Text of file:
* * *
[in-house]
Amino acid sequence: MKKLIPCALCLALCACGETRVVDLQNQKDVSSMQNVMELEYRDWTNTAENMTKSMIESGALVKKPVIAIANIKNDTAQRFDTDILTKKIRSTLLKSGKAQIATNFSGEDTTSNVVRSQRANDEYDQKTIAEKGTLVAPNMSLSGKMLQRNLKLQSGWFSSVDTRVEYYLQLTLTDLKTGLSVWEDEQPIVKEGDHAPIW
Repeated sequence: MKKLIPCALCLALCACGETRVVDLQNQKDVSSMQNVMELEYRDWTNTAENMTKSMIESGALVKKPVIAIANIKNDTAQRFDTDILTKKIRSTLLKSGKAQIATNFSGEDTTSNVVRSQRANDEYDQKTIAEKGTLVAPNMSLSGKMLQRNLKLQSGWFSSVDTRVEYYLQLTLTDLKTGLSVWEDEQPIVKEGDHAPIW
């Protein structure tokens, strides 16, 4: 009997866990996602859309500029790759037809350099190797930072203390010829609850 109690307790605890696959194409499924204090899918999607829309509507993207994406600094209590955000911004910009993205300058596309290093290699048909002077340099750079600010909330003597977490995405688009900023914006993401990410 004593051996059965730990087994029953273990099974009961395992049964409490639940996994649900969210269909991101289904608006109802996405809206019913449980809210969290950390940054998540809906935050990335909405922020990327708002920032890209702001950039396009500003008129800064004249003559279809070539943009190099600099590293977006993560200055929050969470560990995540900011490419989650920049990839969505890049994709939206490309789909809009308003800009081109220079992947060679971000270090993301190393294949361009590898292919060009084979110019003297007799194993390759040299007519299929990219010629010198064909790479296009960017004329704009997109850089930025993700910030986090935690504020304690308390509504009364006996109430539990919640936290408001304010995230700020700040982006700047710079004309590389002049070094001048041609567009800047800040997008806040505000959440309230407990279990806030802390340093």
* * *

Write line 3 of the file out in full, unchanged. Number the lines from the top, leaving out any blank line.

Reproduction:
Repeated sequence: MKKLIPCALCLALCACGETRVVDLQNQKDVSSMQNVMELEYRDWTNTAENMTKSMIESGALVKKPVIAIANIKNDTAQRFDTDILTKKIRSTLLKSGKAQIATNFSGEDTTSNVVRSQRANDEYDQKTIAEKGTLVAPNMSLSGKMLQRNLKLQSGWFSSVDTRVEYYLQLTLTDLKTGLSVWEDEQPIVKEGDHAPIW